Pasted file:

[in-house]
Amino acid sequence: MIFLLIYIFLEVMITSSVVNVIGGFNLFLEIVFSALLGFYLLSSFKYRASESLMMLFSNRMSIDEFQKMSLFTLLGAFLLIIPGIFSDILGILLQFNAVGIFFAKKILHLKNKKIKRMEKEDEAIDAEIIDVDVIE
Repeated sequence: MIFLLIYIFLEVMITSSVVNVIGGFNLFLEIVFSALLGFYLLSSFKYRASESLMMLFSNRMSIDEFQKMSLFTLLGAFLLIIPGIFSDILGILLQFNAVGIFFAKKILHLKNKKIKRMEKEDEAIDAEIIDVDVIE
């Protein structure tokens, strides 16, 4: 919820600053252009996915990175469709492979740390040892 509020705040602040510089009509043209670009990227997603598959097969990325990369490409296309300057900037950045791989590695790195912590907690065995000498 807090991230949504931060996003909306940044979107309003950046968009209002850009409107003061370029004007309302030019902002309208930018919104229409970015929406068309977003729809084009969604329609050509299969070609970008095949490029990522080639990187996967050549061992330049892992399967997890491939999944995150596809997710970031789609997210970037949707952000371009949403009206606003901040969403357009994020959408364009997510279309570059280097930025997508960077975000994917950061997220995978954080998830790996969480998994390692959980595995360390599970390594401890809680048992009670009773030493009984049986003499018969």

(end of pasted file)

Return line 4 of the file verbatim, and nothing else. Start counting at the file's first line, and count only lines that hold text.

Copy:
């Protein structure tokens, strides 16, 4: 919820600053252009996915990175469709492979740390040892 509020705040602040510089009509043209670009990227997603598959097969990325990369490409296309300057900037950045791989590695790195912590907690065995000498 807090991230949504931060996003909306940044979107309003950046968009209002850009409107003061370029004007309302030019902002309208930018919104229409970015929406068309977003729809084009969604329609050509299969070609970008095949490029990522080639990187996967050549061992330049892992399967997890491939999944995150596809997710970031789609997210970037949707952000371009949403009206606003901040969403357009994020959408364009997510279309570059280097930025997508960077975000994917950061997220995978954080998830790996969480998994390692959980595995360390599970390594401890809680048992009670009773030493009984049986003499018969």